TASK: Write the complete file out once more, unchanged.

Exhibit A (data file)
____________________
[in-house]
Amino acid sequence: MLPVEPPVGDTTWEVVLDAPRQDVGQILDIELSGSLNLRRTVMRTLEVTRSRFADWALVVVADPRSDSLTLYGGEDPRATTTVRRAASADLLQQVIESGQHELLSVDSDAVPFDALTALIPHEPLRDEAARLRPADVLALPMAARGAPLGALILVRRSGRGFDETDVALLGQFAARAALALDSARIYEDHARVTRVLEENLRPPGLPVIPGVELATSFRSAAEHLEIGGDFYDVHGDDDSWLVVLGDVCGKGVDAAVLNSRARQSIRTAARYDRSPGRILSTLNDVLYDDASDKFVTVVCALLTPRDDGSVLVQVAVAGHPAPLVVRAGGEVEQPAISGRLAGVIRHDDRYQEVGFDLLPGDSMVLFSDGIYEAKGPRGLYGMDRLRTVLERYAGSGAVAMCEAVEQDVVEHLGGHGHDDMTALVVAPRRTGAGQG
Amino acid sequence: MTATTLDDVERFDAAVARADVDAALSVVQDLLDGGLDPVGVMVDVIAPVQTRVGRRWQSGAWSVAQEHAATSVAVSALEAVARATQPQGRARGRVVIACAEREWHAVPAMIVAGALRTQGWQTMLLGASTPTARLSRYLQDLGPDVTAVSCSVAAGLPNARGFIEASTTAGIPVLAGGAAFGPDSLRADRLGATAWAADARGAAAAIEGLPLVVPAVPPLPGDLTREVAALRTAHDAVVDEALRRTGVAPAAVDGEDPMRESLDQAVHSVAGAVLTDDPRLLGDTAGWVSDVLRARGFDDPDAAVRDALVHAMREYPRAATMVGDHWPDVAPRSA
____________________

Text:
[in-house]
Amino acid sequence: MLPVEPPVGDTTWEVVLDAPRQDVGQILDIELSGSLNLRRTVMRTLEVTRSRFADWALVVVADPRSDSLTLYGGEDPRATTTVRRAASADLLQQVIESGQHELLSVDSDAVPFDALTALIPHEPLRDEAARLRPADVLALPMAARGAPLGALILVRRSGRGFDETDVALLGQFAARAALALDSARIYEDHARVTRVLEENLRPPGLPVIPGVELATSFRSAAEHLEIGGDFYDVHGDDDSWLVVLGDVCGKGVDAAVLNSRARQSIRTAARYDRSPGRILSTLNDVLYDDASDKFVTVVCALLTPRDDGSVLVQVAVAGHPAPLVVRAGGEVEQPAISGRLAGVIRHDDRYQEVGFDLLPGDSMVLFSDGIYEAKGPRGLYGMDRLRTVLERYAGSGAVAMCEAVEQDVVEHLGGHGHDDMTALVVAPRRTGAGQG
Amino acid sequence: MTATTLDDVERFDAAVARADVDAALSVVQDLLDGGLDPVGVMVDVIAPVQTRVGRRWQSGAWSVAQEHAATSVAVSALEAVARATQPQGRARGRVVIACAEREWHAVPAMIVAGALRTQGWQTMLLGASTPTARLSRYLQDLGPDVTAVSCSVAAGLPNARGFIEASTTAGIPVLAGGAAFGPDSLRADRLGATAWAADARGAAAAIEGLPLVVPAVPPLPGDLTREVAALRTAHDAVVDEALRRTGVAPAAVDGEDPMRESLDQAVHSVAGAVLTDDPRLLGDTAGWVSDVLRARGFDDPDAAVRDALVHAMREYPRAATMVGDHWPDVAPRSA